Time Flyz #3: Berlin Breakout

Time Flyz #3: Berlin Breakout (2008)
by Zondervan
160 Pages - Black and White [ Action / Historical / Youth ]

Writer - Ben Avery
Artist - Adi Darda Guadiamo

Publisher summary: The TimeFlyz travel to 1938 Berlin where they learn that they must protect the great physicist Lise Mitner from an evil plot by Darchon to kidnap her as she makes a perilous journey to escape from Nazi oppression.

Reviewer: UC Pseudonym | Contact | 27 April 2008

By the third volume of the series, readers will probably have formed their opinions and are unlikely to change. However, in the spirit of friendly criticism or for anyone who wants details/commentary, I will provide this review about new elements of the story.

Readers will find things much the same in this volume. Art is roughly on par with the previous two, though thankfully there are fewer instances of super deformed characters. There is more plot and less action, though still in roughly the same balance. In my opinion the humor has also improved and some of the dialogue with it (the bit about “WH” being longer than “Wormhole” would have worked in a story for a much older audience). However, it did lead me to wonder one thing: why does Tak speak in buzzing? All the characters seem to understand him, even Laurel, so I’m not certain what narrative purpose this serves.

This volume provides an explanation of how the flies travel through time, if not how other mechanics work. It’s science fiction in only the loosest sense, but that’s appropriate for a children’s story. I really wish they hadn’t said “quantum powers,” but what can you do? Loose physics are to be expected, so I just apply some suspension of disbelief concerning Darchon’s nanotechnology.

Speaking of the spider, he’s not a bad nemesis. He proves himself capable of creating decent plans and requires the main characters to go to some lengths to defeat him (fortunately without invoking much Protagonist Power). This is refreshing for this kind of story. One can only hope that his master will be handled equally well.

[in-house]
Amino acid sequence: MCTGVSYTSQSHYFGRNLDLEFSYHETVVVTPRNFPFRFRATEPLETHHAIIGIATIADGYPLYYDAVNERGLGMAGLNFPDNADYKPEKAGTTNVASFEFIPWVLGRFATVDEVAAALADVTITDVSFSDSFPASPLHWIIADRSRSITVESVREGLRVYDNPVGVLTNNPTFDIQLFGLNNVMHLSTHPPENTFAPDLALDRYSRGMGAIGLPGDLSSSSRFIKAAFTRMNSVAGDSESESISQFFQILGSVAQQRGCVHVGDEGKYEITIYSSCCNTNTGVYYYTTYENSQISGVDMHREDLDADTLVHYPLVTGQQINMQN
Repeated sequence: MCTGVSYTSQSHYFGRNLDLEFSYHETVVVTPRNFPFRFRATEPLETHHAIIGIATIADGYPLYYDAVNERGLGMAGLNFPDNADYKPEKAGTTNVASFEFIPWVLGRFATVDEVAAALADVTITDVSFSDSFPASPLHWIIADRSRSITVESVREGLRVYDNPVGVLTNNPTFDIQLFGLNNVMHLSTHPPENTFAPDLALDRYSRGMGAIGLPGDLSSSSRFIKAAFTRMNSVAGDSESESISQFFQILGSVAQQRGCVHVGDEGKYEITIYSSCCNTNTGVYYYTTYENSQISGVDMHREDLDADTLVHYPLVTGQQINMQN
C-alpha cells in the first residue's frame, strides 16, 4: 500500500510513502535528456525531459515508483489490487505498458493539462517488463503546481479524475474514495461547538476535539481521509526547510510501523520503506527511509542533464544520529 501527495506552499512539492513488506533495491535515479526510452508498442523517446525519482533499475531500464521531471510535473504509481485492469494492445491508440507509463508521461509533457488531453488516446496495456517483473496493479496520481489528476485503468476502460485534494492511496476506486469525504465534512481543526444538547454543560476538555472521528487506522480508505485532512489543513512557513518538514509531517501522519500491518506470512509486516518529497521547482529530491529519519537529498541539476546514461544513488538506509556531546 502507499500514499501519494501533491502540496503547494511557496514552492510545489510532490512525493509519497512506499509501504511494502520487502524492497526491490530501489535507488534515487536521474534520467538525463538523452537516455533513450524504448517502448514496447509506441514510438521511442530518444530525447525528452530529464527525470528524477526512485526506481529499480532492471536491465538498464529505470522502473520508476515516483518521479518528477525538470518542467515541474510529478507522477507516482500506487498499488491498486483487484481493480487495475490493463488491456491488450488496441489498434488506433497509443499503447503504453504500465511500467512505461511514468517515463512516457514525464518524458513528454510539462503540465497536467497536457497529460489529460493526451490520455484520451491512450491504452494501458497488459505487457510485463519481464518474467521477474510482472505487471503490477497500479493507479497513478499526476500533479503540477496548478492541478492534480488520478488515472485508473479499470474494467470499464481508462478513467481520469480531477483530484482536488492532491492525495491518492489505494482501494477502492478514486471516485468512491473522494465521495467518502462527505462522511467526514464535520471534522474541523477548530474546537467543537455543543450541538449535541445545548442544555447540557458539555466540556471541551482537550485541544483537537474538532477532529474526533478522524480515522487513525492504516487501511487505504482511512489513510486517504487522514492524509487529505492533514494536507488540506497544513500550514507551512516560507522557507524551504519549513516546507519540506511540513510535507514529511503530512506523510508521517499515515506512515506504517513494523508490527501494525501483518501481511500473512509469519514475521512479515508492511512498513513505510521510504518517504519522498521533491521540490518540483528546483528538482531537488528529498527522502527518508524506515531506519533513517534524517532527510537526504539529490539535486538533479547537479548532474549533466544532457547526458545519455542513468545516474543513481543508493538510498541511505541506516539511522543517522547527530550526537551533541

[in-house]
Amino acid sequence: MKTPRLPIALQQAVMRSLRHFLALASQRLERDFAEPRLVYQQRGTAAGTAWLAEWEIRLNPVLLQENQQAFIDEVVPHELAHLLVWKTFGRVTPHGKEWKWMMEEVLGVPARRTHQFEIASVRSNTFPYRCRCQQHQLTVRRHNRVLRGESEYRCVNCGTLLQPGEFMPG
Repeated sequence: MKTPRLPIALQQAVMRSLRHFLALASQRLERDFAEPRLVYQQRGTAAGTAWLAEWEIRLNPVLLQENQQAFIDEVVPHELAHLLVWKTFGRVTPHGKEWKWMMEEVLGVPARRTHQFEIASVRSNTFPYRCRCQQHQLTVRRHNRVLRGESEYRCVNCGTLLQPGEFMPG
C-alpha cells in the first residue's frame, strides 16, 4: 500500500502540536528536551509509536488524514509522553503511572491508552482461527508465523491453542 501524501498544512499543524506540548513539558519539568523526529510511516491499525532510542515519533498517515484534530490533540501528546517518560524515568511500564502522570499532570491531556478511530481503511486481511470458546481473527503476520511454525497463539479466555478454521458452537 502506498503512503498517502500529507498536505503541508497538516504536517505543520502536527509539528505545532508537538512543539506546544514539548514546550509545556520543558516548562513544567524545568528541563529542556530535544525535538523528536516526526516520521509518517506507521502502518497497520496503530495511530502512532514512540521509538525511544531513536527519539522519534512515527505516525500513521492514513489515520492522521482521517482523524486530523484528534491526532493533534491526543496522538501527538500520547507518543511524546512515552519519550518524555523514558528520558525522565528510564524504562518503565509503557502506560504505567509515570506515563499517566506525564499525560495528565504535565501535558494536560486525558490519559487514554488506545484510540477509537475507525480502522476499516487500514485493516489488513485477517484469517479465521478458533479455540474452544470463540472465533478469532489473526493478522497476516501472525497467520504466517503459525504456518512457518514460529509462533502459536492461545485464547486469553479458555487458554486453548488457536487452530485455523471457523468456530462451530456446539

Similarly, it is good to see a serious subject such as Nazi Germany addressed. The subject matter is appropriate for the audience without coddling them. I was momentarily disapproving and then pleasantly surprised at the mention of Albert Einstein. Too often Christians have falsely claimed him, whereas this volume acknowledges his materialism. Toward the end there is a direct miracle, but I think it was wise to choose events that have already been told instead of inventing new things. Miracles may be a staple of Christian fiction, but they’re rather direct deus ex machine.

This volume made the episodic nature of this series much clearer. Perhaps some of this is necessary, given the audience, but it still leads to a weaker story overall. There are other plot elements on the table, so hopefully they will develop as the story progresses, instead of merely being one period-themed volume after another. Given everything in the main plot, there is certain to be some of this in the future.

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